Niagara Gazette — "It is very possible that, at least to some extent, there will be clues not just to Rosenberg's total lack of brilliance, but there will, or well might be, interesting bits of information on conversations he had with other important figures in the government," Weinberg said of the diary.
"It's important that as soon as possible, somebody decipher the handwriting and publish, hopefully, an annotated edition of this material," Weinberg said. "It is also possible that we will all be disappointed. There may turn out to be very little that we don't know."
Among early translated excerpts is a passage from 1941 in which Rosenberg wrote proudly of a conference marking "the first time in European history that 10 European nations were represented at an anti-Jewish conference with the clear program to remove this race from Europe. ..."
Later that year, Rosenberg wrote of reports that Russian leader Josef Stalin had ordered the 400,000 Volga Germans "to be dragged away to Siberia, i.e. to have them murdered. ..."
"Yesterday I had a proposal drafted for communication by broadcast to Russia, England and the USA that in case this mass murder is implemented, Germany will punish the Jews of Central Europe for this."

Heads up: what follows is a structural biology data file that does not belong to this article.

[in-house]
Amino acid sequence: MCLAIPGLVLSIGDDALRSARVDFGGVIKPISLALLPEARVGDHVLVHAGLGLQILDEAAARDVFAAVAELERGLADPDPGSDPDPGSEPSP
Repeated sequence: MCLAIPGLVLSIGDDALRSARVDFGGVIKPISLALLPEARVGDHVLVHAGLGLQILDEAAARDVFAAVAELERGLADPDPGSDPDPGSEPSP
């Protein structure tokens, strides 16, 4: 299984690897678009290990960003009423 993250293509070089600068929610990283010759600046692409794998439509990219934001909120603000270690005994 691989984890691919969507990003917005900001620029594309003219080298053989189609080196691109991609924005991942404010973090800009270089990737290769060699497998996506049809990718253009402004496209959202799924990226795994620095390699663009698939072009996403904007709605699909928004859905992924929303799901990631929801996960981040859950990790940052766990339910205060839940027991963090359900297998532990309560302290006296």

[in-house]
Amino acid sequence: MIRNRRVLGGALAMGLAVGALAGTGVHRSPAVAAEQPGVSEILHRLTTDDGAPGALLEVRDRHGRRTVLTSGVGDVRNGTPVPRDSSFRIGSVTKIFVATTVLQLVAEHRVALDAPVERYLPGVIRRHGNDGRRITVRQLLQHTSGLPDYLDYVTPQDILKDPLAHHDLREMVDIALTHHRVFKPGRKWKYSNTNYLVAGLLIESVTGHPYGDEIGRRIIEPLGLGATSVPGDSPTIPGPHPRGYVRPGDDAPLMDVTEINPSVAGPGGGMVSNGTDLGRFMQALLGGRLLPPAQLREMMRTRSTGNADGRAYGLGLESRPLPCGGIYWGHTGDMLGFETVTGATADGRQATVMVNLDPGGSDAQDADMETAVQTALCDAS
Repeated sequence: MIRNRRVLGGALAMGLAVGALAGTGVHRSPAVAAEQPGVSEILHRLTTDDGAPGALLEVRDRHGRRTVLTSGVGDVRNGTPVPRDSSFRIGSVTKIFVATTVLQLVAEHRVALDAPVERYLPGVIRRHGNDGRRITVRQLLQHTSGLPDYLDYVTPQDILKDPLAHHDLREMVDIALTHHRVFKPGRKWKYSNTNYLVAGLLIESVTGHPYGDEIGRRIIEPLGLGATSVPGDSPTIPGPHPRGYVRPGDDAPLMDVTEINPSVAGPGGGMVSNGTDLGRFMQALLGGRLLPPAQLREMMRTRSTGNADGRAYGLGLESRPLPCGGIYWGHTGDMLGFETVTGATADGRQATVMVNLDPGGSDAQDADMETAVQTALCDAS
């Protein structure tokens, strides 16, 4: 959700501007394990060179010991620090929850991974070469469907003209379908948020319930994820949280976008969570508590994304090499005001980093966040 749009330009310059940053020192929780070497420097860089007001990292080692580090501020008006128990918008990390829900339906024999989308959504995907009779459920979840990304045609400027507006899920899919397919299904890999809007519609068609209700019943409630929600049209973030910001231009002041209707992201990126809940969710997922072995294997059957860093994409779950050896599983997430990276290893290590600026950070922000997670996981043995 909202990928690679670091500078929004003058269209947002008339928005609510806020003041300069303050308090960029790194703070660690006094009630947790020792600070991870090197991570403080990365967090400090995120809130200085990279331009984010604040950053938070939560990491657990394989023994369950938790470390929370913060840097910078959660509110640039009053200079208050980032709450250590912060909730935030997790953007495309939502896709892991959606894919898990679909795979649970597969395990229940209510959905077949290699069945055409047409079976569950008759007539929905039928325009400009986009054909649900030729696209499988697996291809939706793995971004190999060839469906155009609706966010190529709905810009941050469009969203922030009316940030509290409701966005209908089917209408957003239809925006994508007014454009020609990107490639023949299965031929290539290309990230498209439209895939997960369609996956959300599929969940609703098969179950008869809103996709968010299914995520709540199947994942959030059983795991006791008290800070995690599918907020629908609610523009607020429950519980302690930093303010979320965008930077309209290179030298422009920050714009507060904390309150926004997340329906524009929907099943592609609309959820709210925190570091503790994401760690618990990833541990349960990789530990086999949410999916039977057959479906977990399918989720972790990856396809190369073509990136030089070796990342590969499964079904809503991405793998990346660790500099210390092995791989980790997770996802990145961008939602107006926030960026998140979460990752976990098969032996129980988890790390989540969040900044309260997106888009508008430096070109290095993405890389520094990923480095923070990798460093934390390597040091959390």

Other translated excerpts involve the 1936 Olympic games, including Rosenberg's assertions that Britons were "angry about the negroes from the USA as they squeeze out the English during the Olympic Games."
Officials said his diary was smuggled into the United States after the war, most likely by Robert M.W. Kempner, a government lawyer during the Nuremberg trials. Kempner died in 1993, and museum officials later took possession of some of his extensive document collection. But the Rosenberg diary remained missing until recently.
"One of the enduring mysteries of the Second World War is what happened to the Rosenberg diary," said John Morton, director of U.S. Immigrations and Custom Enforcement. "We have solved that mystery."